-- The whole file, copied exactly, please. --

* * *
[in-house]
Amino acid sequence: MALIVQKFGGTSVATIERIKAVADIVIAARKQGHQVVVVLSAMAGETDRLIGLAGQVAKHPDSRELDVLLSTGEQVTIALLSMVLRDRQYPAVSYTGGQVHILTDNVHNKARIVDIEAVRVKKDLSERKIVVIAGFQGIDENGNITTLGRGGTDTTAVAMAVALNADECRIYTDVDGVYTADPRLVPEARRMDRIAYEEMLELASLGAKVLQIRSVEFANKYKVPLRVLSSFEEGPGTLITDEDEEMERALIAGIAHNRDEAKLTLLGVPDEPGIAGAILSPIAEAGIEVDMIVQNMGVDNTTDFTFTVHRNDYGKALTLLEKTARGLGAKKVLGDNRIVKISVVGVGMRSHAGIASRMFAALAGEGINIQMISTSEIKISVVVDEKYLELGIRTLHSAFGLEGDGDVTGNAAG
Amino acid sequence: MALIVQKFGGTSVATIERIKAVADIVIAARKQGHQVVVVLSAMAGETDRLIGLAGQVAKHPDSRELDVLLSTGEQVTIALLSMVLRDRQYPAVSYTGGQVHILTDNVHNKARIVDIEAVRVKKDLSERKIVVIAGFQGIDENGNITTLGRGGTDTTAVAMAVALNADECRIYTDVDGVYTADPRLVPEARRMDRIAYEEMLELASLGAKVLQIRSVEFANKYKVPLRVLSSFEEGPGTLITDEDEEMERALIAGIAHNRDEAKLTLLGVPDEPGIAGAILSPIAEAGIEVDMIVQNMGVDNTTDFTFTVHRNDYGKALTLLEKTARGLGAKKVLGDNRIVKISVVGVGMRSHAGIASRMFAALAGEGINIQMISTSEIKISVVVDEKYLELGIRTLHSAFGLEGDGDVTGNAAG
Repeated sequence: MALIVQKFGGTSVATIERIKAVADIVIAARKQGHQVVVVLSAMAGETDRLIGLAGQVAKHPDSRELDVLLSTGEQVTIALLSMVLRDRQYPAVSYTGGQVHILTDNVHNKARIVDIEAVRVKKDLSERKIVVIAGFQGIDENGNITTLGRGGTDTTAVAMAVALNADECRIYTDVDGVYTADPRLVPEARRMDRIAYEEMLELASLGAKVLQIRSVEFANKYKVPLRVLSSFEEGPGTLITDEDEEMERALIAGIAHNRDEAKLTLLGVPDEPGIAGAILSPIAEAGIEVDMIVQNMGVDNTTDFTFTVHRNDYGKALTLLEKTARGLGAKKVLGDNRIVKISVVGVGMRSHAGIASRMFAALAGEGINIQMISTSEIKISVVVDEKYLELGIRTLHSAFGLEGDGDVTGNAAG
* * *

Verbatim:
[in-house]
Amino acid sequence: MALIVQKFGGTSVATIERIKAVADIVIAARKQGHQVVVVLSAMAGETDRLIGLAGQVAKHPDSRELDVLLSTGEQVTIALLSMVLRDRQYPAVSYTGGQVHILTDNVHNKARIVDIEAVRVKKDLSERKIVVIAGFQGIDENGNITTLGRGGTDTTAVAMAVALNADECRIYTDVDGVYTADPRLVPEARRMDRIAYEEMLELASLGAKVLQIRSVEFANKYKVPLRVLSSFEEGPGTLITDEDEEMERALIAGIAHNRDEAKLTLLGVPDEPGIAGAILSPIAEAGIEVDMIVQNMGVDNTTDFTFTVHRNDYGKALTLLEKTARGLGAKKVLGDNRIVKISVVGVGMRSHAGIASRMFAALAGEGINIQMISTSEIKISVVVDEKYLELGIRTLHSAFGLEGDGDVTGNAAG
Amino acid sequence: MALIVQKFGGTSVATIERIKAVADIVIAARKQGHQVVVVLSAMAGETDRLIGLAGQVAKHPDSRELDVLLSTGEQVTIALLSMVLRDRQYPAVSYTGGQVHILTDNVHNKARIVDIEAVRVKKDLSERKIVVIAGFQGIDENGNITTLGRGGTDTTAVAMAVALNADECRIYTDVDGVYTADPRLVPEARRMDRIAYEEMLELASLGAKVLQIRSVEFANKYKVPLRVLSSFEEGPGTLITDEDEEMERALIAGIAHNRDEAKLTLLGVPDEPGIAGAILSPIAEAGIEVDMIVQNMGVDNTTDFTFTVHRNDYGKALTLLEKTARGLGAKKVLGDNRIVKISVVGVGMRSHAGIASRMFAALAGEGINIQMISTSEIKISVVVDEKYLELGIRTLHSAFGLEGDGDVTGNAAG
Repeated sequence: MALIVQKFGGTSVATIERIKAVADIVIAARKQGHQVVVVLSAMAGETDRLIGLAGQVAKHPDSRELDVLLSTGEQVTIALLSMVLRDRQYPAVSYTGGQVHILTDNVHNKARIVDIEAVRVKKDLSERKIVVIAGFQGIDENGNITTLGRGGTDTTAVAMAVALNADECRIYTDVDGVYTADPRLVPEARRMDRIAYEEMLELASLGAKVLQIRSVEFANKYKVPLRVLSSFEEGPGTLITDEDEEMERALIAGIAHNRDEAKLTLLGVPDEPGIAGAILSPIAEAGIEVDMIVQNMGVDNTTDFTFTVHRNDYGKALTLLEKTARGLGAKKVLGDNRIVKISVVGVGMRSHAGIASRMFAALAGEGINIQMISTSEIKISVVVDEKYLELGIRTLHSAFGLEGDGDVTGNAAG